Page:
Appellant Patterson complains that it was error not to sever his trial from that of Worthington because of the damaging reference to him contained in the telephone conversations. The severance argument is without merit. Hearsay is the only colorable objection to the telephone conversations. The district court admitted the conversations only after having received independent evidence of a conspiracy and Patterson's participation therein in accordance with the procedure for admitting co-conspirator hearsay established in United States v. James, 590 F.2d 575 (5th Cir.) (en banc), cert. denied 442 U.S. 917, 99 S. Ct. 2836, 61 L. Ed. 2d 283 (1979). We believe that the independent evidence of a conspiracy and Patterson's participation therein is sufficient to admit the telephone conversations under the James standard. The agent's testimony shows that Patterson participated in the negotiations for drugs and actually produced the drugs at the sale and accepted the purchase money. Patterson's argument that the telephone conversations predate the time when he manifested his involvement in the conspiracy does not change our conclusion. As the Supreme Court stated in United States v. United States Gypsum Co., 333 U.S. 364, 393, 68 S. Ct. 525, 92 L. Ed. 746 (1948):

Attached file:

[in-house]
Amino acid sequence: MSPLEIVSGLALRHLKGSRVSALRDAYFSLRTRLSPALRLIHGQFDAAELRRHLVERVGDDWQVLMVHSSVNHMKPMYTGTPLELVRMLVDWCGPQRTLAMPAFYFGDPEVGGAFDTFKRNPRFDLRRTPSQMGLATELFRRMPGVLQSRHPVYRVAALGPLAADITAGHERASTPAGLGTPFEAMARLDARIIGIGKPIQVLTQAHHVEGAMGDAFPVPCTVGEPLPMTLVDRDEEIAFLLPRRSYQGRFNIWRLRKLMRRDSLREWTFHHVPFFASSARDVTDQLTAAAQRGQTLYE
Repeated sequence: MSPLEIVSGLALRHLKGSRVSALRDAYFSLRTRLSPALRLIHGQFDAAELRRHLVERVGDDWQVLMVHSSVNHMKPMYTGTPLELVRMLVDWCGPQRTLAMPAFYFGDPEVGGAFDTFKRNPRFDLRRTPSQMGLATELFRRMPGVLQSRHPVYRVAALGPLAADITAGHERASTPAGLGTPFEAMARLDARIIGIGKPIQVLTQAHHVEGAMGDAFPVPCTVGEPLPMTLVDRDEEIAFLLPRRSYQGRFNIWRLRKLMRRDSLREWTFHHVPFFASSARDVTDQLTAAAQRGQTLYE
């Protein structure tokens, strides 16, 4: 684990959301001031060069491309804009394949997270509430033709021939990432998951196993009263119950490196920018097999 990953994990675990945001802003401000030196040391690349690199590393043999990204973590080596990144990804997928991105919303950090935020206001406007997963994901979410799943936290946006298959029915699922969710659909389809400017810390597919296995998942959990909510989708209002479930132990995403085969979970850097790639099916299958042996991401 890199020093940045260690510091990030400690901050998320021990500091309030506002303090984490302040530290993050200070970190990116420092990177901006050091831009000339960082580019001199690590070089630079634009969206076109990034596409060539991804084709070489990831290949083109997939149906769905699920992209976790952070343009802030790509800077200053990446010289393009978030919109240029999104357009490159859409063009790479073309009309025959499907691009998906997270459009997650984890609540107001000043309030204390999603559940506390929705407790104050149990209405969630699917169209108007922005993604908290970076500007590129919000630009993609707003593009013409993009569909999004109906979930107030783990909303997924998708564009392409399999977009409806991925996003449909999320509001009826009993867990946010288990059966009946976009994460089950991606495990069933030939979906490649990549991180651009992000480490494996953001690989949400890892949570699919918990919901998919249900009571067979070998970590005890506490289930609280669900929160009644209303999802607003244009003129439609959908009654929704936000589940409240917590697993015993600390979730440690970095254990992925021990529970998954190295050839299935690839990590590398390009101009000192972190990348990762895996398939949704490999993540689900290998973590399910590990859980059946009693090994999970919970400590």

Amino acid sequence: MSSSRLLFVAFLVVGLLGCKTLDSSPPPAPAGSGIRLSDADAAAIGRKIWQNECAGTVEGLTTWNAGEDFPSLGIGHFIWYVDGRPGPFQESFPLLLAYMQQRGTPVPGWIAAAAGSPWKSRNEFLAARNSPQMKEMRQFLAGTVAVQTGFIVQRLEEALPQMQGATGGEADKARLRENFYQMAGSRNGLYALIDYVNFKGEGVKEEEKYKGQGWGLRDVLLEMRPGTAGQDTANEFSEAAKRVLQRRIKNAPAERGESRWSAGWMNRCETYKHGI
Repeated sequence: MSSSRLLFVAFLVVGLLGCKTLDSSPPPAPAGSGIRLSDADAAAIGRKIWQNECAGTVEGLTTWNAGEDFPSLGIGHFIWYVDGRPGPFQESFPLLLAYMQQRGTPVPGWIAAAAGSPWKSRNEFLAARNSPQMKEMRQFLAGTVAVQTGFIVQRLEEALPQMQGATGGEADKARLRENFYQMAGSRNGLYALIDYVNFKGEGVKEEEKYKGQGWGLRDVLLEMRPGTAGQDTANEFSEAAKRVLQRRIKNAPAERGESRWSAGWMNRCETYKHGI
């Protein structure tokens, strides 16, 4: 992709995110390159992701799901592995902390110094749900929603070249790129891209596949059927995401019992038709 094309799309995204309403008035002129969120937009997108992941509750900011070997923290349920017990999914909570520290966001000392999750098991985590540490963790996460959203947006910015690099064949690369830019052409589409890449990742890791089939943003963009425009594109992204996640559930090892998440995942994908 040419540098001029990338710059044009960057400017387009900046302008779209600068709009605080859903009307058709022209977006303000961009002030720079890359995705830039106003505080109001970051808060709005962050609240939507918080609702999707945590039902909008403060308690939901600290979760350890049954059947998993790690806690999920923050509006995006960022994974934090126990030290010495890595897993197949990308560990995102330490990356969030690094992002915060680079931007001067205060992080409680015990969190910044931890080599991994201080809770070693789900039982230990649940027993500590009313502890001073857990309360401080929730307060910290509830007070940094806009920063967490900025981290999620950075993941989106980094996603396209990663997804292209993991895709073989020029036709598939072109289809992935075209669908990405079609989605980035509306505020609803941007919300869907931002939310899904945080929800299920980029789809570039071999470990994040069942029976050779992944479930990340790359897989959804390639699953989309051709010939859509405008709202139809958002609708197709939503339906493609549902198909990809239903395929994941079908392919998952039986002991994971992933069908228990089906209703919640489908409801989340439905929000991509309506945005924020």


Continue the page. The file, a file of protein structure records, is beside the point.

With the conspiracy thus fully established, the declarations and acts of the various members even though made or done prior to the adherence of some to the conspiracy become admissible against all as declarations or acts of co-conspirators in aid of the conspiracy.
(footnote omitted). See also United States v. Cassity, 631 F.2d 461, 464 (6th Cir. 1980); United States v. Martinez, 481 F.2d 214, 221 (5th Cir. 1973), cert. denied 415 U.S. 931, 94 S. Ct. 1444, 39 L. Ed. 2d 489 (1974) (dictum).